1. Stick to a schedule

Humans are creatures of habit, and scheduling phone calls can be one of the larger sources of frustration for mid-size or large teams. If you’re looking to utilize phone meetings as a convenient and regular means of convening a team, make it easier on your team members by scheduling calls at similar times at similar points in the week.

Typically, it’s simpler for someone to block out an hour in the morning every other Wednesday than to constantly be checking their schedule to see if they can make a meeting work. Sticking to a regular schedule upfront also helps establish project timelines. It can also help instill a sense of structure and a general sense of expectations.

2. Have a routine

Make sure to outline a procedure for beginning meetings, and for larger groups. Utilizing established formats, such as Robert’s Rules of Order, can help facilitate the chaos of having many voices present. Stick to a consistent limit of how long the group waits for people to join, and outline consequences for non-participation at your first meeting. Reiterate standards as necessary.

3. Prepare a small agenda; have someone take minutes

Board meetings utilize both these strategies, and are a simple but effective means of staying on task. Agendas serve doubly as excellent meeting reminders when provided in advance, and allow more time for team members to formulate specific questions they may have. You may want to incorporate unconstructed conversation time toward the end of meetings to field sentiments about the project at hand and candidly address issues that don’t neatly pertain to a specific task.

4. Be gracious, have a consistent facilitator

Always remember to be polite and professional. And remember, without visual cues and body language, you are bound to encounter miscommunication in a phone meeting at one point or another. Having a consistent facilitator, or a regular rotation of facilitation provides additional support and structure in meetings, as well as a default avenue for conflict resolution as the need arises.

Phone meetings don’t have to be a source of stress. When conducted effectively, they can be brief, clear, and helpful for all team members. Pair these strategies with a framework that best suits your team members’ schedules and working styles. And when in doubt, talk it out!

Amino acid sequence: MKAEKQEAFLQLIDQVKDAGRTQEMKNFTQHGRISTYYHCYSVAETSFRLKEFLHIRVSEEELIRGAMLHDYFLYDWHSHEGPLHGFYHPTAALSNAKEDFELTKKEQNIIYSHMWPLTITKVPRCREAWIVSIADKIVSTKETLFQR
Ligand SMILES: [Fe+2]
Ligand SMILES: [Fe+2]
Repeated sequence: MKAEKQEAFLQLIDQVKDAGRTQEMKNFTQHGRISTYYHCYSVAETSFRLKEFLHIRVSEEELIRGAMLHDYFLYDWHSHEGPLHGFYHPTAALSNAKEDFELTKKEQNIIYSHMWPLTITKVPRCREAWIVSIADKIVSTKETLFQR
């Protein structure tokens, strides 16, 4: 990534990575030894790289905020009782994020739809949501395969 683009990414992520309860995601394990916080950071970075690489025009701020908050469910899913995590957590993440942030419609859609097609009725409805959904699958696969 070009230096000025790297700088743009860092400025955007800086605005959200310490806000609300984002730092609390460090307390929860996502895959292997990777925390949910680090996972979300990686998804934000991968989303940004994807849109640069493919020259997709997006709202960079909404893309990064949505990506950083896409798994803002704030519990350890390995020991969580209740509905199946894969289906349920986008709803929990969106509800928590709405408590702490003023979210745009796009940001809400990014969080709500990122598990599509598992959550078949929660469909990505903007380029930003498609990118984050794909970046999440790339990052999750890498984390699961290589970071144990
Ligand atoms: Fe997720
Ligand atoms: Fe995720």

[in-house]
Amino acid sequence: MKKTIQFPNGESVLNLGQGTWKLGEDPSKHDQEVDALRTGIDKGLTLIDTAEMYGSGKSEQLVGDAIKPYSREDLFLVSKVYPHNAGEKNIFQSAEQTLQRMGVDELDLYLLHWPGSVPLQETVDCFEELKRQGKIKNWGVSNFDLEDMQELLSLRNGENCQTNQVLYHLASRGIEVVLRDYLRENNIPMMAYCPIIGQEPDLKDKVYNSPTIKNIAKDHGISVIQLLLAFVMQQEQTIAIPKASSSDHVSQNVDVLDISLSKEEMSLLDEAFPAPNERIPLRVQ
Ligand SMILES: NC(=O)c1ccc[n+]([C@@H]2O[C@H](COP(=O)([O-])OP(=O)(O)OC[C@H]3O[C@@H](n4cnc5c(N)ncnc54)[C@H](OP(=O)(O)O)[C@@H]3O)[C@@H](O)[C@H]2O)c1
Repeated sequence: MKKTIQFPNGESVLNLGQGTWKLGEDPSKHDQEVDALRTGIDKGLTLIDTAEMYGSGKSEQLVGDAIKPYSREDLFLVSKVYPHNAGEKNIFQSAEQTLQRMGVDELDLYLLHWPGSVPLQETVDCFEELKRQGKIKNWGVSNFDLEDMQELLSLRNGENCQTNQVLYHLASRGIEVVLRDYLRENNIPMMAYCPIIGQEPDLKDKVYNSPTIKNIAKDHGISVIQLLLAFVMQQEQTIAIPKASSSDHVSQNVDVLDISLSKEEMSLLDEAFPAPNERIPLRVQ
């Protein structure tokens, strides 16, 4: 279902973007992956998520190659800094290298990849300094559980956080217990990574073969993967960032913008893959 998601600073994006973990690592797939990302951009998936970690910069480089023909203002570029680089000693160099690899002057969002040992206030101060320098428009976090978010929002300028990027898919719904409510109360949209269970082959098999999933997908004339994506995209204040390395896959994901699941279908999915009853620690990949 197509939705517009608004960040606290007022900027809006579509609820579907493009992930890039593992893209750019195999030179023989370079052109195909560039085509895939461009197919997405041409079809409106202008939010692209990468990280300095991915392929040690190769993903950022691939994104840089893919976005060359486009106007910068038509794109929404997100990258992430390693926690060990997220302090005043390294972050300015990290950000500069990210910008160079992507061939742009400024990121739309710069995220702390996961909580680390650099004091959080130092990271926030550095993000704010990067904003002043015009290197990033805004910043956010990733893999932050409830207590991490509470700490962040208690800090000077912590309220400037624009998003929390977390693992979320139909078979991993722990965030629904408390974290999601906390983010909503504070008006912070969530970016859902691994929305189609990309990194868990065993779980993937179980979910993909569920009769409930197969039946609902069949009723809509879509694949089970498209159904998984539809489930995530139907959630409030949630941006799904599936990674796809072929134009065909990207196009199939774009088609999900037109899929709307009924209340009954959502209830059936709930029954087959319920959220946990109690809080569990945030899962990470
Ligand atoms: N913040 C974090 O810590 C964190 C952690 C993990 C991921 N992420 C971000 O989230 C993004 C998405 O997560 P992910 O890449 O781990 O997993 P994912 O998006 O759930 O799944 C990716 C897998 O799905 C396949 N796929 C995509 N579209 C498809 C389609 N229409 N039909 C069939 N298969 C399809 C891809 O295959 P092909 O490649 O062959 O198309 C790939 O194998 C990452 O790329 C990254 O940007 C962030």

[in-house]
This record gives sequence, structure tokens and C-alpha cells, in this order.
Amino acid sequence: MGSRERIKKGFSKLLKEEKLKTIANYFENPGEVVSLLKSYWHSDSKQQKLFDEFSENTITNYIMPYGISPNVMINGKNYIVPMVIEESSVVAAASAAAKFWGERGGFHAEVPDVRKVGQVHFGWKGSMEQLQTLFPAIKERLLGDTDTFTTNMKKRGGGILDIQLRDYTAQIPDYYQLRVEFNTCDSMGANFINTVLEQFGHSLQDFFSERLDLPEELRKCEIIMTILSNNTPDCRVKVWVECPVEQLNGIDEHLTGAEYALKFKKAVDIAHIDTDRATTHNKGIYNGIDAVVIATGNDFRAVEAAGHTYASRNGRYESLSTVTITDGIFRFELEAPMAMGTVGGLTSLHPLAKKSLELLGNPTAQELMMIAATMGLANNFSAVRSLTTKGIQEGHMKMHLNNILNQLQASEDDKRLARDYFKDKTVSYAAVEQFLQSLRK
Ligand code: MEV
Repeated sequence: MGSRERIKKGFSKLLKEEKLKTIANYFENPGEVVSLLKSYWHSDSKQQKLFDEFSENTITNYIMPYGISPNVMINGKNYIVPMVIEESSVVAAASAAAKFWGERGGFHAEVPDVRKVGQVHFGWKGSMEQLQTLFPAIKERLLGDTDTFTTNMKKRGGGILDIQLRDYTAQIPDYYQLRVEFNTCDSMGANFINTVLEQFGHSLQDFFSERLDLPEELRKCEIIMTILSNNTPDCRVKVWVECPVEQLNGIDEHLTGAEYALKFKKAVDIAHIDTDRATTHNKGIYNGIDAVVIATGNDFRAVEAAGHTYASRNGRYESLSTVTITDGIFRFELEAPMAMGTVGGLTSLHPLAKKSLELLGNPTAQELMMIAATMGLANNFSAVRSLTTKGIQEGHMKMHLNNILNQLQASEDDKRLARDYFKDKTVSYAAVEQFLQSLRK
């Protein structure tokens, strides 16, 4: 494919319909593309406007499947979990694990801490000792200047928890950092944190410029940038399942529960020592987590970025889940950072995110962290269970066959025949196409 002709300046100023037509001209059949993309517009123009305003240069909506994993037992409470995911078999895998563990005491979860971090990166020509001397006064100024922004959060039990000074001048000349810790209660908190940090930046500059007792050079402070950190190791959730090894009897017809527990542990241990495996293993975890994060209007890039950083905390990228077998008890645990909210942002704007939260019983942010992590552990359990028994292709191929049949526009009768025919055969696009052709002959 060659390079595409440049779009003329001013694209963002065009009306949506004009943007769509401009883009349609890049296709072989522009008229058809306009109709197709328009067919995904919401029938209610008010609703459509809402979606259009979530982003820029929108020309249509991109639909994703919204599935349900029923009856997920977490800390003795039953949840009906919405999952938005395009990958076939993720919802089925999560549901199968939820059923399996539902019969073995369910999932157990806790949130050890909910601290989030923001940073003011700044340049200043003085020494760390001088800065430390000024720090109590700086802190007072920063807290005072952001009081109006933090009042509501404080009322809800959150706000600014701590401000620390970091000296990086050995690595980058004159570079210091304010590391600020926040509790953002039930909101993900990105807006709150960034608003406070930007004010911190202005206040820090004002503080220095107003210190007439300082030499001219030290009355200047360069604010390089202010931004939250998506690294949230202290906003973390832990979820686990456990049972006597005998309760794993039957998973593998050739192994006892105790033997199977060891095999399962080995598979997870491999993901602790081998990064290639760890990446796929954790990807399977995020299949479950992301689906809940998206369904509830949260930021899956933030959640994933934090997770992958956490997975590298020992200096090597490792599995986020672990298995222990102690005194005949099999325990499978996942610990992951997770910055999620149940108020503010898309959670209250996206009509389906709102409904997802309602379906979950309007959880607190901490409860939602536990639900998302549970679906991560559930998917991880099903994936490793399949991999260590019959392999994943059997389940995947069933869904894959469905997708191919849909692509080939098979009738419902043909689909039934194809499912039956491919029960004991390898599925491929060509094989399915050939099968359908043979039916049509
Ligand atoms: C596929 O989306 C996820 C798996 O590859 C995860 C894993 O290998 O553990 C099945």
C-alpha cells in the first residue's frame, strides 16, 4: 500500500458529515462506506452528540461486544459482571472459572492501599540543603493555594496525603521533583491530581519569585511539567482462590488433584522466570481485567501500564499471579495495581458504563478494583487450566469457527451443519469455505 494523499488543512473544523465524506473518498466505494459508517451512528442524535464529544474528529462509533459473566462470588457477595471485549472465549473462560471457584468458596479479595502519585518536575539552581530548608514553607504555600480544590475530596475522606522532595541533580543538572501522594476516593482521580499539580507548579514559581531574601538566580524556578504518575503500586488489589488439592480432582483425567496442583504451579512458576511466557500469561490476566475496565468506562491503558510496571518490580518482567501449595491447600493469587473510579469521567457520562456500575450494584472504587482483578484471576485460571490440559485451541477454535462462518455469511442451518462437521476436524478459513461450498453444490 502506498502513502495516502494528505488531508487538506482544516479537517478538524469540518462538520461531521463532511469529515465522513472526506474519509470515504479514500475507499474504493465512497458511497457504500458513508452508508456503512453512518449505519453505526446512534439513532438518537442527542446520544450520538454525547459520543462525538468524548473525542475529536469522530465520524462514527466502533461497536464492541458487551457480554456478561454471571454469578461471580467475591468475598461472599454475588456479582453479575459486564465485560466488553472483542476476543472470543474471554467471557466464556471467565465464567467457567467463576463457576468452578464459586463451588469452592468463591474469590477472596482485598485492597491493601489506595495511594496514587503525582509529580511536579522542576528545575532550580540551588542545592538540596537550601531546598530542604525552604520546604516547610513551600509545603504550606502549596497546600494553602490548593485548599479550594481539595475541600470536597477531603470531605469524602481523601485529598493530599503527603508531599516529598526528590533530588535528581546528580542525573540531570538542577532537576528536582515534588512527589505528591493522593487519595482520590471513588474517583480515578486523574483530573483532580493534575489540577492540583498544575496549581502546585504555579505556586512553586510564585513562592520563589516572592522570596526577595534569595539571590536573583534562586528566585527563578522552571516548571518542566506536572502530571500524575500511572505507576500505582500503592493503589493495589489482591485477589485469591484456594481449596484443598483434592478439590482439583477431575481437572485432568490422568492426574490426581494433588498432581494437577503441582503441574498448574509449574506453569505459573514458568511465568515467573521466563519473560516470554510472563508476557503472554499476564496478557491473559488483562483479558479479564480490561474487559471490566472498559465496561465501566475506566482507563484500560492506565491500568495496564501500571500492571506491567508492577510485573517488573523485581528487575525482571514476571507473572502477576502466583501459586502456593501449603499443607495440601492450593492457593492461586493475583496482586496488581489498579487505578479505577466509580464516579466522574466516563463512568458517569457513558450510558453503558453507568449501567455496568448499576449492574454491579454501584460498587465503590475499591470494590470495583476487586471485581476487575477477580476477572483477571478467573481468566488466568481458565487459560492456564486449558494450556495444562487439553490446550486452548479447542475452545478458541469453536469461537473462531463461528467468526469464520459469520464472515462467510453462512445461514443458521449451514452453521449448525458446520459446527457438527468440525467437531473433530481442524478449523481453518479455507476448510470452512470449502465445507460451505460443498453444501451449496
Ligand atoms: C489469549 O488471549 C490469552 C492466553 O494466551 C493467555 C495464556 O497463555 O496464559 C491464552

Margaret Smith is a career coach, author, Insights® Discovery (and Deeper Discovery) Licensed Practitioner, and founder of UXL. She hosts WORKSHOPS for people who need career or personal guidance.
NOW LIVE: Check out Margaret’s NEW online Leadership Course.

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Pink lotus flower

One of the key leadership attributes in my book, The Ten-Minute Leadership Challenge, is TRUST. I truly believe business and leadership success is built on trust. You need it between co-workers, between supervisors and staff, between the business and its customers. If trust doesn’t exist, the organization flounders and is likely to fail.

One of the ways to build trust is through transparent behavior and communication. It goes beyond honesty and into the realm of integrity. Though honest and integrity may seem like the same thing, they are actually quite different.

Honesty is simply telling the truth. You can tell the truth and still omit information or focus on one part of the big picture. To relate honesty to a work example, think of a check-in meeting you might have with your team. In this meeting, everyone goes around and reports on their project, giving highlights on how things are going. When you have the floor, you talk about one specific part of your project—the only part that is going well. You’re being honest, but are you acting with integrity?

I would argue that, no, you’re not. You’re leaving out the parts of your project that are going poorly and casting yourself only in a positive light. That might get you by for a while, but what happens when your project implodes and you turn in subpar work? What happens when you hit a wall and need to desperately seek help?

This situation calls for more than honesty. It calls for you to be vulnerable and discuss the parts of your project that are leaving you stymied or frustrated. It calls for integrity.

If you act with integrity, you do what you know is best. It may not be easy, but it is right.

In this situation, you might call attention to the areas in which you are struggling. You might set aside your pride and ask for additional resources to help you complete the project as efficiently and effectively as possible.

Another situation in which integrity outweighs honesty has to do with office gossip. If you know a damaging bit of news about a co-worker, you could tell others about it. You’re being honest, right? But are you acting with integrity?

Again, the answer is no. Even though you’re not fabricating the damaging news, just telling it can be harmful. It can erode trust.

That’s the difference between honesty and integrity: Honesty is blunt, truth-telling and integrity involves considering the big picture and attempting to do what is right. Acting with integrity helps create trust.